CAT B Students learn to play orchestra instruments

Ray teaches student to play their instrument.

The CAT B Orchestra is a class catered towards providing CAT B students, students with disabilities, an opportunity to learn how to play an orchestral instrument, such as the violin or cello.
The class is taught by Annie Ray, the AHS Orchestra teacher and also the creator of the Parent Orchestra, a program for adults who want to learn how to play an instrument.
“I truly believe that anyone can play music and have music in their life,” Ray said. “Music is inherently human, and we all have it in us.”
Ray, a passionate lover of music, started the CAT B Orchestra in hopes of being able to incorporate music into the education of as many students as possible.
As CAT B students, they don’t get as many choices and opportunities when it comes to class selection. So, the CAT B Orchestra provides these students with an opportunity to pursue more extracurricular courses.
“Music needs to be and should be a part of every student’s education and is something we can tailor to each kid,” Ray said.
Ray, a huge advocate for the benefits of music therapy, also noticed how CAT B students do therapy in class and realized that music therapy could be a great alternative to what the students were already doing.
“Students can express themselves through music, have a place to destress and have an identity, and work on skills that apply to other aspects of their life,” Ray said.
In the class, Ray began with teaching the students about musical symbols and composition.
She then moved onto teaching students about how to properly care and treat the musical instruments.
The students started off with cardboard instruments to get a feel for how to handle and play the instruments, without the risk of damaging real and expensive instruments.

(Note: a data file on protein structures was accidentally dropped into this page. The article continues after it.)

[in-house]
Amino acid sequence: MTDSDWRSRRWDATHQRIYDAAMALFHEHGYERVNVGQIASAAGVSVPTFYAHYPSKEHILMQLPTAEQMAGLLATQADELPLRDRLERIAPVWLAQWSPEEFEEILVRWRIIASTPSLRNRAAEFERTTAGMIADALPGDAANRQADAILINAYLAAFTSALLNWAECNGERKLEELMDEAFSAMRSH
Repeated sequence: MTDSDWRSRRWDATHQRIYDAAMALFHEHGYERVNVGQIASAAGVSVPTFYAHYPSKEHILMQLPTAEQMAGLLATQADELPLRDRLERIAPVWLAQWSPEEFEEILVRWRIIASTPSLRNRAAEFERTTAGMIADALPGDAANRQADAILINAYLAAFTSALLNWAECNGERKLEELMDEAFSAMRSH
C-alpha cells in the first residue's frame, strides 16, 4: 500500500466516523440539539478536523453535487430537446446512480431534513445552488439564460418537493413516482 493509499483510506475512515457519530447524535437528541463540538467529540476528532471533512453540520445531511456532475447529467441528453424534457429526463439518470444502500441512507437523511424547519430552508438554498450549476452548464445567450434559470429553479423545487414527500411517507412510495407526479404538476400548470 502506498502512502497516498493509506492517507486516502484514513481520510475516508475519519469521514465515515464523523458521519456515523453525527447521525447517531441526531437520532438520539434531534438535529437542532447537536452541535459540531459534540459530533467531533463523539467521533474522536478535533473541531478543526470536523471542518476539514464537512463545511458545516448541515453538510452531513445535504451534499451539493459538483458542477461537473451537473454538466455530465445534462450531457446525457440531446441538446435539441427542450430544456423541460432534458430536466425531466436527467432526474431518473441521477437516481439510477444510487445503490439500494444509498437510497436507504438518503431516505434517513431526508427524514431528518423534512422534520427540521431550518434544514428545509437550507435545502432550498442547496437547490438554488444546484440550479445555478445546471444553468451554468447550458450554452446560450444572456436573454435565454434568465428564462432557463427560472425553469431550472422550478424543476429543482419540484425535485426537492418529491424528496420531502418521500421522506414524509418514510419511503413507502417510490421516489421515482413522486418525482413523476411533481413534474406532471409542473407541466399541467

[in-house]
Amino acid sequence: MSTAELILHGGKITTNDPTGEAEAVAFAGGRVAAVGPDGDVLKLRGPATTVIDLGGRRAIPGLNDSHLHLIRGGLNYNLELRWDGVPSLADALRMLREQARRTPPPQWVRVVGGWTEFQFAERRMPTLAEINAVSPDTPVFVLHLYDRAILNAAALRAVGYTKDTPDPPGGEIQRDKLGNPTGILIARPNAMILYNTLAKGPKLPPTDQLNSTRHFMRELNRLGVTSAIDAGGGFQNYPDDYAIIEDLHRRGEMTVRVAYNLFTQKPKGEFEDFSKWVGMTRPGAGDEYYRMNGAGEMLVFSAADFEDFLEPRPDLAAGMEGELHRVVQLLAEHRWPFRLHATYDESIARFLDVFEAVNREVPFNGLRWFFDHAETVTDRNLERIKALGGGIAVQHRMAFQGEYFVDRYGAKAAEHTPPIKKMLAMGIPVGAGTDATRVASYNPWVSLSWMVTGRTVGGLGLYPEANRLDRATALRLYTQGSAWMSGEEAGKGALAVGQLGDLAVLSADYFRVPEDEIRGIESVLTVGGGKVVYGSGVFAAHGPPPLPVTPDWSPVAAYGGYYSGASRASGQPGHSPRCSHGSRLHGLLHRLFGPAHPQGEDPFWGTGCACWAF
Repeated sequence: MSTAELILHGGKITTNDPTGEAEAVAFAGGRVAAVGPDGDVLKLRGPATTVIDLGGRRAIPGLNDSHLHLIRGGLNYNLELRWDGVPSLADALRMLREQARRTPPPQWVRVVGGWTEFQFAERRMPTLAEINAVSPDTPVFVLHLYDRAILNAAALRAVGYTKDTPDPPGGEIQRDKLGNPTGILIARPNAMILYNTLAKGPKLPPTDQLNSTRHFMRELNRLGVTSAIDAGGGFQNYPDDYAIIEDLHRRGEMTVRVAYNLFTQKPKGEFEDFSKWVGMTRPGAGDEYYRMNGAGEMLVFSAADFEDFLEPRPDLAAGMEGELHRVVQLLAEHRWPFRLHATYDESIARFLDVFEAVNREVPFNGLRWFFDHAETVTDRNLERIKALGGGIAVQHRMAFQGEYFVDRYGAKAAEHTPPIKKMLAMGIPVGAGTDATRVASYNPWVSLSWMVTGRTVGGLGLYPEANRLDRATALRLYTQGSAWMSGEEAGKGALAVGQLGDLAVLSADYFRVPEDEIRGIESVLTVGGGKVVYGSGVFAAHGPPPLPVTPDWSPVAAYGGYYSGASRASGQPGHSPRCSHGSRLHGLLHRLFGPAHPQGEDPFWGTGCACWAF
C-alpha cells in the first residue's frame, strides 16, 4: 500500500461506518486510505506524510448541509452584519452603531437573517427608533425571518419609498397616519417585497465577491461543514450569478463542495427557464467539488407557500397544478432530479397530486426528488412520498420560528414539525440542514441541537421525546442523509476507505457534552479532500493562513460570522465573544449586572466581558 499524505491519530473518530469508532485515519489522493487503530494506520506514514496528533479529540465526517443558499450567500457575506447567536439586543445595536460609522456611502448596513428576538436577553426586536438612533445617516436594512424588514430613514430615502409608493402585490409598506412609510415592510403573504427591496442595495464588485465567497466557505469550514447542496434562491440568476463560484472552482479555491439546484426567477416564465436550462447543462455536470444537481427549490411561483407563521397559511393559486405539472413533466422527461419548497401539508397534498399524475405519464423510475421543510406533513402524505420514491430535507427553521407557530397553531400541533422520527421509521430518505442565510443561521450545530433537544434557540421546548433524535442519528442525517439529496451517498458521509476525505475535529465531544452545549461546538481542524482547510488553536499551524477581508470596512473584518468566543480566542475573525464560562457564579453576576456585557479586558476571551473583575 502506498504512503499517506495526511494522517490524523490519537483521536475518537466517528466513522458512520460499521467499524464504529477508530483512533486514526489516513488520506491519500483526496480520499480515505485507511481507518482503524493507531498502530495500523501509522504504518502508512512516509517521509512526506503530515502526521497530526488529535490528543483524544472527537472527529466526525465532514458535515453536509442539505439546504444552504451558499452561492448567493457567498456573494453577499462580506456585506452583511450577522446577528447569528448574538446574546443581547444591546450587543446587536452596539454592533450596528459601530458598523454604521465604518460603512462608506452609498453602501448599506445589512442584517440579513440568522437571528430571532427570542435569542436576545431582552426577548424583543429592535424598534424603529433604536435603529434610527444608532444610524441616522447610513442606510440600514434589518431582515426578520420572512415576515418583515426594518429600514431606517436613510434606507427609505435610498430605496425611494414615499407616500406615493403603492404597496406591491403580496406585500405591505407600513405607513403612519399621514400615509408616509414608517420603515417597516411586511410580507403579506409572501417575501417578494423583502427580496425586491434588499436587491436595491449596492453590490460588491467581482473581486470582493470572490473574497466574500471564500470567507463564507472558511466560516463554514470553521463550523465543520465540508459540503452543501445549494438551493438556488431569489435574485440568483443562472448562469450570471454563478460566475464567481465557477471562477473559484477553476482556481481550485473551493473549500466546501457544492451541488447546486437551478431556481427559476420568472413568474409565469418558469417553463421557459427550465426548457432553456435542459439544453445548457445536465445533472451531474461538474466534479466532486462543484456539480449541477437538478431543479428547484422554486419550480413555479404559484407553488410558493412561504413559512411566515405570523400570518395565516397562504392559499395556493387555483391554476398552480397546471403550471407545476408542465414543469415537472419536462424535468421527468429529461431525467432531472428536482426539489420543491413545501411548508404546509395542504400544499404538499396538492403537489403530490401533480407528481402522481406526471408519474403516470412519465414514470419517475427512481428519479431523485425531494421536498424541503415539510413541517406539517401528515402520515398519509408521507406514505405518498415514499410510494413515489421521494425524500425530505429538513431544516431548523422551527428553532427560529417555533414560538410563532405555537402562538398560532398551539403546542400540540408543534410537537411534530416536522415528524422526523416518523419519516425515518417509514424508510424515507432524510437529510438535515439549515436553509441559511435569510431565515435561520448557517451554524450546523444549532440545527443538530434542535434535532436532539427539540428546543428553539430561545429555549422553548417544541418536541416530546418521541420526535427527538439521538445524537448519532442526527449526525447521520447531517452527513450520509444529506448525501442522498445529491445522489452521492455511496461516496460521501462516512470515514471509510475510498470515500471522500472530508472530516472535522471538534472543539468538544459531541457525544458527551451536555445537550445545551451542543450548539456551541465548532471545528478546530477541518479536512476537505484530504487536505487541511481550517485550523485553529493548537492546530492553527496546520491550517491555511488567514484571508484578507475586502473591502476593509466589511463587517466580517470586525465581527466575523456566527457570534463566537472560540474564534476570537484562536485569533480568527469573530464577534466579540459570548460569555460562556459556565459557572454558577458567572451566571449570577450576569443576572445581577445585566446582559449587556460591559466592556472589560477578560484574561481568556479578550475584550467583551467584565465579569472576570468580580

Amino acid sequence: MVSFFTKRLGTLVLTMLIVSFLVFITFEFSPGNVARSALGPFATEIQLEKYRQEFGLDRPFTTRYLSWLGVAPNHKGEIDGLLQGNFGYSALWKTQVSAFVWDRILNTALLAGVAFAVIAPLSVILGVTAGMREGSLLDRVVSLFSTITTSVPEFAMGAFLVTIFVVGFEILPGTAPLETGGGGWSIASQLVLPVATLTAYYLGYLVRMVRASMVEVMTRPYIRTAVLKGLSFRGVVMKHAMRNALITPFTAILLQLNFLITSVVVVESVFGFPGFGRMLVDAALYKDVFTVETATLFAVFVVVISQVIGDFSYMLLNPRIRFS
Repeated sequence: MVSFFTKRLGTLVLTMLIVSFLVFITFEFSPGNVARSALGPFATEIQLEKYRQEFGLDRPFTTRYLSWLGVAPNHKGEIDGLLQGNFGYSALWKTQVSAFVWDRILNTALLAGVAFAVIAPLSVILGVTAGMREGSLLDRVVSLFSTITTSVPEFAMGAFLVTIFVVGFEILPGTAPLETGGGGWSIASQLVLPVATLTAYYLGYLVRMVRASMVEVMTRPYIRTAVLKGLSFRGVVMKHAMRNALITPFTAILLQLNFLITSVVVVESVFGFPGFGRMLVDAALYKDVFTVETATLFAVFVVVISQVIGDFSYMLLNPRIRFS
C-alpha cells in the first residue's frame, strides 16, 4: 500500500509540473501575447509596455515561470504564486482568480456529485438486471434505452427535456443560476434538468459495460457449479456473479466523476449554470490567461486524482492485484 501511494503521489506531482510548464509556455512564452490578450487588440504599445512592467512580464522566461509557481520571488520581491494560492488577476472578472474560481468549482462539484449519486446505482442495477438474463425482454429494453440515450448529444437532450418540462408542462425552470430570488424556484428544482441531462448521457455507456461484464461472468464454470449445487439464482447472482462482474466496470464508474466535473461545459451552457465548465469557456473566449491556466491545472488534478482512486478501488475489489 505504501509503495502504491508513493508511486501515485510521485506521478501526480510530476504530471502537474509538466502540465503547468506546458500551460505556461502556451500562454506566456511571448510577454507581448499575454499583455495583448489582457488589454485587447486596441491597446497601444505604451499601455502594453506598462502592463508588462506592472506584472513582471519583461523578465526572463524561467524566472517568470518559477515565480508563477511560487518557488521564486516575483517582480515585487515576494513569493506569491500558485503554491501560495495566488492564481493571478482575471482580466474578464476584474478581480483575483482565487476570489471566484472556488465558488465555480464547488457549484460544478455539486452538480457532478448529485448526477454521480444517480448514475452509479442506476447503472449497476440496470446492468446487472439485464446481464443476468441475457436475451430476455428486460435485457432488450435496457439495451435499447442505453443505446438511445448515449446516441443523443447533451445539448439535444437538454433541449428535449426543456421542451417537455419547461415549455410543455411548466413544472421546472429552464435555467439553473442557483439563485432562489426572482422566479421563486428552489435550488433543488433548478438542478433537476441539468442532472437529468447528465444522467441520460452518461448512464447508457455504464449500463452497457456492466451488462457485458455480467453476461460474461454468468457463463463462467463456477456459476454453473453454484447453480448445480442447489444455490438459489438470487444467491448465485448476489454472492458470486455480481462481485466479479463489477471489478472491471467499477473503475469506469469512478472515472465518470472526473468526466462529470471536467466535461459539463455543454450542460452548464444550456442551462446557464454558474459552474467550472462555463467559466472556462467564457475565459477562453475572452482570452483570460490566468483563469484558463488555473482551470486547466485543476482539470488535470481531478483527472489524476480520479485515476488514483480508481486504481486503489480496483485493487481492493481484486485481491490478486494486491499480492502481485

With the help of local community donors, who donated used instruments, the students were then able to play real instruments.
The class proved to be a successful learning experience for the students, who found joy in being able to play the instruments, and also for Ray.
“It has been the most rewarding experience working with these students,” Ray said. “If I have to pick a favorite specific moment, it would be the students’ reactions to playing their open instruments for the first time.”
Ray was able to learn things that she could apply to her other classes and outside the classroom as well.
“[I learned that] success looks different for each student and to celebrate the small victories,” Ray said.
Going forward, Ray plans to have the CAT B Orchestra perform alongside the rest of the AHS Orchestra in their upcoming spring concert.
She also hopes to have non CAT B students, who are interested in a career path in therapy or medicine and want to learn how to play instruments, to join the class next year.
“We all have our own challenges, and music is one of the best vehicles to reach and overcome them,” Ray said. “What we learn in this classroom applies way beyond the notes on the page.”